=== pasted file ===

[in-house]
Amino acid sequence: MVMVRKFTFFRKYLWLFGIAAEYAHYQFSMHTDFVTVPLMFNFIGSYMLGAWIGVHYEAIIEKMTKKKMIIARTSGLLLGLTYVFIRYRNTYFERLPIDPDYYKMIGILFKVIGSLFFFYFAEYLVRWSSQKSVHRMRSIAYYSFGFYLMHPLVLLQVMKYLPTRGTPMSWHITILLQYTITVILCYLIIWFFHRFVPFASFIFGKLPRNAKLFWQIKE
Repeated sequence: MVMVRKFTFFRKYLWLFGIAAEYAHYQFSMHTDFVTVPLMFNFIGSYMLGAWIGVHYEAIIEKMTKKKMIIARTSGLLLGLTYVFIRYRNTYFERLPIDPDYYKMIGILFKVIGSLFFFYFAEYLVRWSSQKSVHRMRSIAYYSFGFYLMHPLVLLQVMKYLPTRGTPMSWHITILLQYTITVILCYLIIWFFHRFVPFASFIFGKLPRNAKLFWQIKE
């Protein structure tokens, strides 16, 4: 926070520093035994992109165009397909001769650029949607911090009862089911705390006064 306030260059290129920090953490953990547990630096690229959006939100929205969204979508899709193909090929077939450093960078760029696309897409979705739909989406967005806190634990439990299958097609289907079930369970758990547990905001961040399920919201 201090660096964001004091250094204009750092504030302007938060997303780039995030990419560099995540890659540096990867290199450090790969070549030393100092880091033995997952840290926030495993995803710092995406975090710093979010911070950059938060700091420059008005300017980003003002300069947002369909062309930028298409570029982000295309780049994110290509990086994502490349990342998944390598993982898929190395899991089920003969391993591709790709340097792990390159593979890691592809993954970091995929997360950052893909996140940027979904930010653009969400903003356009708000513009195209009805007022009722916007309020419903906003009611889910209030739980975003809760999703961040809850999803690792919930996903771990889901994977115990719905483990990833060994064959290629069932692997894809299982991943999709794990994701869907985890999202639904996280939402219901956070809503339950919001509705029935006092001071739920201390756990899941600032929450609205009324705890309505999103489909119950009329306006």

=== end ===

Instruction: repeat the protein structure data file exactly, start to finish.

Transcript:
[in-house]
Amino acid sequence: MVMVRKFTFFRKYLWLFGIAAEYAHYQFSMHTDFVTVPLMFNFIGSYMLGAWIGVHYEAIIEKMTKKKMIIARTSGLLLGLTYVFIRYRNTYFERLPIDPDYYKMIGILFKVIGSLFFFYFAEYLVRWSSQKSVHRMRSIAYYSFGFYLMHPLVLLQVMKYLPTRGTPMSWHITILLQYTITVILCYLIIWFFHRFVPFASFIFGKLPRNAKLFWQIKE
Repeated sequence: MVMVRKFTFFRKYLWLFGIAAEYAHYQFSMHTDFVTVPLMFNFIGSYMLGAWIGVHYEAIIEKMTKKKMIIARTSGLLLGLTYVFIRYRNTYFERLPIDPDYYKMIGILFKVIGSLFFFYFAEYLVRWSSQKSVHRMRSIAYYSFGFYLMHPLVLLQVMKYLPTRGTPMSWHITILLQYTITVILCYLIIWFFHRFVPFASFIFGKLPRNAKLFWQIKE
């Protein structure tokens, strides 16, 4: 926070520093035994992109165009397909001769650029949607911090009862089911705390006064 306030260059290129920090953490953990547990630096690229959006939100929205969204979508899709193909090929077939450093960078760029696309897409979705739909989406967005806190634990439990299958097609289907079930369970758990547990905001961040399920919201 201090660096964001004091250094204009750092504030302007938060997303780039995030990419560099995540890659540096990867290199450090790969070549030393100092880091033995997952840290926030495993995803710092995406975090710093979010911070950059938060700091420059008005300017980003003002300069947002369909062309930028298409570029982000295309780049994110290509990086994502490349990342998944390598993982898929190395899991089920003969391993591709790709340097792990390159593979890691592809993954970091995929997360950052893909996140940027979904930010653009969400903003356009708000513009195209009805007022009722916007309020419903906003009611889910209030739980975003809760999703961040809850999803690792919930996903771990889901994977115990719905483990990833060994064959290629069932692997894809299982991943999709794990994701869907985890999202639904996280939402219901956070809503339950919001509705029935006092001071739920201390756990899941600032929450609205009324705890309505999103489909119950009329306006």